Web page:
'Human error' led US base in South Korea to 'inadvertently' sound alarm instead of taps
(CNN) -- A US Army base in South Korea accidentally sounded its alert siren on Thursday night, inadvertently stirring anxieties at a time when North Korea is threatening a "Christmas gift."
The false alarm rang out at Camp Casey, north of Seoul, around 10 p.m. the day after Christmas.
What should have been played was taps -- the bugle call played at military funerals and on military bases at the end of the day.
The mistake was "due to human error," public affairs officer Lt. Col. Martyn Crighton said in a statement.
"The operator immediately identified the mistake and alerted units on Camp Casey of the false alarm," Crighton said.
A commenter on the US Army Reddit thread had posted Thursday, "So someone on Casey decided to hit the go to war button instead of taps, it was a false alarm but goddam did the entire battery got riled up."
Another posted that the false alarm "had guys running up and down the halls in full uniform."
"I've been here for like 2 weeks and I hear some alarm going off. Call some people in my unit and they say they never heard it before. My damn blood pressure man," another wrote.
Camp Casey is one of the US bases close to the Demilitarized Zone between North Korea and South Korea.
The Christmas holiday passed without a "gift" from the North Korean regime. CNN reported on Thursday that US officials are puzzled why Kim Jong Un chose not to conduct a weapons test.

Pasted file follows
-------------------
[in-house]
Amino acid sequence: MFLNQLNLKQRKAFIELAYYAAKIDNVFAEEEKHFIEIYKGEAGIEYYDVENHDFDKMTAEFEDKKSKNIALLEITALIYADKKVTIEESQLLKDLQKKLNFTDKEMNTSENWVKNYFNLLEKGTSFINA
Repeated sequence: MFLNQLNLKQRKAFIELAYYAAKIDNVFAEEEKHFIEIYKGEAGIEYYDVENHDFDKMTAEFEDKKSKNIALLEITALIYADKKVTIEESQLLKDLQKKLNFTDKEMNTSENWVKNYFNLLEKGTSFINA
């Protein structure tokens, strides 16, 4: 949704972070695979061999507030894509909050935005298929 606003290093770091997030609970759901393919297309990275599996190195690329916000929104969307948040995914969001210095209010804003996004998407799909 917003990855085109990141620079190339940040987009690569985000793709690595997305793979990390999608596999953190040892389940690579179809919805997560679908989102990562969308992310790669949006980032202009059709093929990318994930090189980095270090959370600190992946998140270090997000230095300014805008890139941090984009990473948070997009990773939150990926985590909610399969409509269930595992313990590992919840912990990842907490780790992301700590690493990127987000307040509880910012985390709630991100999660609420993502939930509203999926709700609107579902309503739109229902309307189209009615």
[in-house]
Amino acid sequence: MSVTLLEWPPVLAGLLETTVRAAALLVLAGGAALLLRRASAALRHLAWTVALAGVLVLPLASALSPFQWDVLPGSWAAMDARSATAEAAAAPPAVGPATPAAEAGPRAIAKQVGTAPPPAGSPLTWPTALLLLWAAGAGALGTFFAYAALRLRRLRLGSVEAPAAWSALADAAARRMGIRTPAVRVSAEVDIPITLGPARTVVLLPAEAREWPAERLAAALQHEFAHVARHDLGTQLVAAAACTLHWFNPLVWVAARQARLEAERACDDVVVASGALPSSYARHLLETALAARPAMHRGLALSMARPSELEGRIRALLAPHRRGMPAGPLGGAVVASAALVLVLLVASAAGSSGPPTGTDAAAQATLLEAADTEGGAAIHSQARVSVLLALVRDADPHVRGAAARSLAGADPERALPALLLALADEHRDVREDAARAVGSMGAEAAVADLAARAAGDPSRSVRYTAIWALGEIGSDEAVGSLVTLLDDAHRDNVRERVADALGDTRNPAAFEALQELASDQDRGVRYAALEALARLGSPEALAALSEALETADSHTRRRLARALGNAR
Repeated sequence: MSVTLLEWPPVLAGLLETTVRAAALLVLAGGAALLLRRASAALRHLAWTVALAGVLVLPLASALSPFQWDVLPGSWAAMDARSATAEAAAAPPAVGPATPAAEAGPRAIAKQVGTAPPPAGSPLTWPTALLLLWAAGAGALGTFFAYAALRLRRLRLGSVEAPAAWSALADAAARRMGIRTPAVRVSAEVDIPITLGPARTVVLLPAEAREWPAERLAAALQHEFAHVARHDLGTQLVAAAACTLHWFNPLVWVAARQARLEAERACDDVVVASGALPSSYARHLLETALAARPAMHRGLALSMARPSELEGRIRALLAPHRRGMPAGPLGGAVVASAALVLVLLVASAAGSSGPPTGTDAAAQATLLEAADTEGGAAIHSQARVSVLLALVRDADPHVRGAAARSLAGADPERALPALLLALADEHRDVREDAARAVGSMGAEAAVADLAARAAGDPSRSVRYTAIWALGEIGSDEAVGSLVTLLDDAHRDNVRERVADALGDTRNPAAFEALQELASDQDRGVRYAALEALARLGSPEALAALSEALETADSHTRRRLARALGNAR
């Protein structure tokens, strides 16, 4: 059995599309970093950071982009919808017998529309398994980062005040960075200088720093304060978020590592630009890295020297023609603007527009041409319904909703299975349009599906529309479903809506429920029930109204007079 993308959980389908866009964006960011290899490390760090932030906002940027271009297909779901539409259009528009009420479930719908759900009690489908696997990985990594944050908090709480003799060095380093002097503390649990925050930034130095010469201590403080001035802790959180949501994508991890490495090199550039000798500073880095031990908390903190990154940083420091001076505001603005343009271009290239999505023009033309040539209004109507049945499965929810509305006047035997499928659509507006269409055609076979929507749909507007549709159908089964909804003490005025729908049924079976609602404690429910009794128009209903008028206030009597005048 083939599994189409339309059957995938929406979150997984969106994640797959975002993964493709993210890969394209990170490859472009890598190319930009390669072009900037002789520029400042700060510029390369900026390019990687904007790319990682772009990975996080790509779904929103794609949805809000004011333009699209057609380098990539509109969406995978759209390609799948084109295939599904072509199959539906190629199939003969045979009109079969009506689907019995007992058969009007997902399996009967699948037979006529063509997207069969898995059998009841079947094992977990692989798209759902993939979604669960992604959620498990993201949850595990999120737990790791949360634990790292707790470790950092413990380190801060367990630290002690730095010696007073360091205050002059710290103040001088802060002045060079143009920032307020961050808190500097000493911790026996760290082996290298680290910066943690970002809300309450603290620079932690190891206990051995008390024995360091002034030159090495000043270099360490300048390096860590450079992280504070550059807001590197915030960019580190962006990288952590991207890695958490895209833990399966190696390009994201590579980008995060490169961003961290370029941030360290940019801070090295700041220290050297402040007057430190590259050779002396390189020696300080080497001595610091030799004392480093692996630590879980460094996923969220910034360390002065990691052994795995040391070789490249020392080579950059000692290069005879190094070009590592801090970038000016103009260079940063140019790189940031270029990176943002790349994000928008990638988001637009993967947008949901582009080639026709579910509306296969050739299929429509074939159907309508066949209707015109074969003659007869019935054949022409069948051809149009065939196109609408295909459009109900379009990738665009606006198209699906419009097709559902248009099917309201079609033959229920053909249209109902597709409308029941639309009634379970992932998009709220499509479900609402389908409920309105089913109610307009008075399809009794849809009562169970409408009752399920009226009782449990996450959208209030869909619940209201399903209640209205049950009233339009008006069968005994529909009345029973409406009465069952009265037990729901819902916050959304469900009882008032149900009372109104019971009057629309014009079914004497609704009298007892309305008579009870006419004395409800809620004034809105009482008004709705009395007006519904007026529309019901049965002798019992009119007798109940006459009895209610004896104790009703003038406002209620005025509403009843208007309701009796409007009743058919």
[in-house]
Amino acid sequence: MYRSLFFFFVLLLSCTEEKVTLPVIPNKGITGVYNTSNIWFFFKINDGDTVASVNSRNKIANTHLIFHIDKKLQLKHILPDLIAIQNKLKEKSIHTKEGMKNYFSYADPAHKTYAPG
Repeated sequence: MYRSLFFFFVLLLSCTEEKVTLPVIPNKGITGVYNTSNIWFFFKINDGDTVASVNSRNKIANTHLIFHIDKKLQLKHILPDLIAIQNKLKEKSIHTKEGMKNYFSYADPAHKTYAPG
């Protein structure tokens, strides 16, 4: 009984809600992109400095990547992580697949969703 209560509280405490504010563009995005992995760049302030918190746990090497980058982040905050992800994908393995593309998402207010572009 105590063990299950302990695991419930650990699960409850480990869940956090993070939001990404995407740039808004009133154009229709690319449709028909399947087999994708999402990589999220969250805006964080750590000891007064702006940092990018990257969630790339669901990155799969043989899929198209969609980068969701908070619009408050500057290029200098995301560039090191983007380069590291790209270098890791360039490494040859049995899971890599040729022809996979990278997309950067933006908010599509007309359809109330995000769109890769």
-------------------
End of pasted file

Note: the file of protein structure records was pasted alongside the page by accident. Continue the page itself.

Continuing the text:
The Trump administration had widely interpreted the North Korean promise of a "Christmas gift" to mean a weapons test, based on intelligence reports that some weapons components had moved.
A source familiar with the North Korean leadership's current mindset told CNN that a new hard-line policy toward the US, which involves taking denuclearization off the table amid perceptions that President Donald Trump is vulnerable politically, is likely to be the so-called "Christmas gift."
The administration has preapproved a series of military show-of-force options that could be quickly executed if North Korea were to engage in a provocative missile launch or some type of test of weapons components, according to a US official. Those options could include everything from flights of bomber aircraft over the Korean Peninsula to quickly-called military drills of ground weapons.
US officials broadly consider the window for a test to still be open through Kim's birthday in early January.
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